For instance, even though it’s hot, some people put on pads and helmets and try to send each other to the hospital. Why can’t the NFL and its goofy fans wait for foul weather, as in ice and wind and rain and snow, at least? In that kind of weather, football almost makes sense. Real futbol, or soccer, players have the intelligence and the courage to play in what is essentially their underwear, but even so they tend to wait for cooler temperatures.

Last week there was no Sunday night baseball on ESPN. Why? Apparently football is so damned popular that they thought more people would watch an NFL exhibition game than an actual summer game that is enjoyable. Life was better before the media all consolidated. Life was also better before education became devalued to the point that so many people were so ignorant that they thought Donald Trump was smart. Ronald Reagan, Rupert Murdoch and various other thugs led us into a dark alley and sapped us silly.

I realize that I’m not with the majority here. I grew up in western Pennsylvania, where if people found out that you didn’t love football you might have been reported to the House Un-American Activities Committee and banned from the bars. Gosh darn it, though, we have already ceded September through February to the football crowd, so why do we have to give them August as well? It wouldn’t hurt nearly as much if there was still competition and one network could show football and another baseball and perhaps another badminton or whatever but no, we all have to watch the same thing or else the ads, which been repeated hundreds of times already, won’t have any effect. Do people really buy Viagra or that Flex Seal stuff because they see it on television? I guess they do.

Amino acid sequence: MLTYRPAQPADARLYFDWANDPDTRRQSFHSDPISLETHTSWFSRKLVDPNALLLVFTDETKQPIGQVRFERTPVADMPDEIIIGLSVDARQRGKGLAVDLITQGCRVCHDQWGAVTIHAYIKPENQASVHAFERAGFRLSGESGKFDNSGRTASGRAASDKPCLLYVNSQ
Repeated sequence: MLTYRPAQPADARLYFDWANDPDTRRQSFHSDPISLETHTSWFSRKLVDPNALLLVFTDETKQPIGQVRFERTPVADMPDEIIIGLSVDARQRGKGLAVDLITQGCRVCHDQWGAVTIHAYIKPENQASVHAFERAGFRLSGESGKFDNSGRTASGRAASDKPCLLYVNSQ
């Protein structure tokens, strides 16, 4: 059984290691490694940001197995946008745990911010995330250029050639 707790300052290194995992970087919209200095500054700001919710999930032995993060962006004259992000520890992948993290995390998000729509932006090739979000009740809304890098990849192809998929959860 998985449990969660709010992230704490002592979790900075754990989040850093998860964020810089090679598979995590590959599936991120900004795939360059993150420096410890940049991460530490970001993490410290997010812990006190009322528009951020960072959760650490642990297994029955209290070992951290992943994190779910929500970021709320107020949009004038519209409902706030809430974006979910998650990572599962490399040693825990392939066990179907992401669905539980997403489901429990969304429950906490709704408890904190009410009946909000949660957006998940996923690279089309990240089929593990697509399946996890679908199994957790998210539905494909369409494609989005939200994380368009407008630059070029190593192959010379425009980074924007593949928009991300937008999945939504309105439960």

The melancholy is deeper this August because, as if the political conventions weren’t enough, we also are distracted by the Olympics and the televising thereof. Look, I like many sports, especially badminton, but there are two rather big things wrong with the Olympics. First, the extremely corrupt “organizing committee” that goads various dictators and their minions into destroying entire neighborhoods to build temporary structures while they “clean up” the streets from natives who don’t look so much like they want a new Lexus as they do a place to sleep and something to eat. It’s “good for the economy” the same way that sending the Mafia your grocery money would be “good for the economy”. Second, the revered athletic contests have been reduced to just another television show. That show as presented to us in the USA! USA! feels as though it was produced by Leni Riefenstahl and company with its schmaltzy music and USA centered themes. Thus, as with those political conventions, every four years that pass makes them less and less attractive.

There could be a merger of it all in four years, though, if Curt Schilling keeps his promise to run for president. As the last few weeks of the pennant races wear down, the best one can do is pay as much attention as possible to the drama that is being nudged aside like an overripe apple. Ichiro Suzuki makes us smile as he passes the famed Roberto Clemente on the all time hits list. Can the Cleveland Caucasians hold on in the American League Central? Will the Dodgers continue to track the Giants down, even without Clayton Kershaw? Will Baltimore, with Manny Machado attaining super stardom, beat back those other birds from Canada? Ah! I’m starting to feel better already.

 

Rolling the Dice

If the 2016 major league baseball season continues as it has been going, sixty five per cent of the players involved in the trades made just prior to the August 1 deadline will soon be on the disabled list with many due for surgery. At least that’s how it seems to be going. Traders in horseflesh always know, however, that it is a bit of a gamble and yet the dice were rolling this late July ¬†almost as frequently as they do for an old Strat-O-Matic player such as myself.

Questions, as always, abound. What, for instance, will the Mets do with Curtis Granderson now that Jay Bruce, a lifelong right fielder, is aboard? Yoenis Cespedes seems to be the center fielder, Michael Conforto has been hyped as the left fielder/superstar of the future, Juan Lagares is hurt but still around, and Justin Ruggiano has been recently acquired as well. Perhaps the brain trust realizes that injuries are bound to persist so it’s good to keep their options open.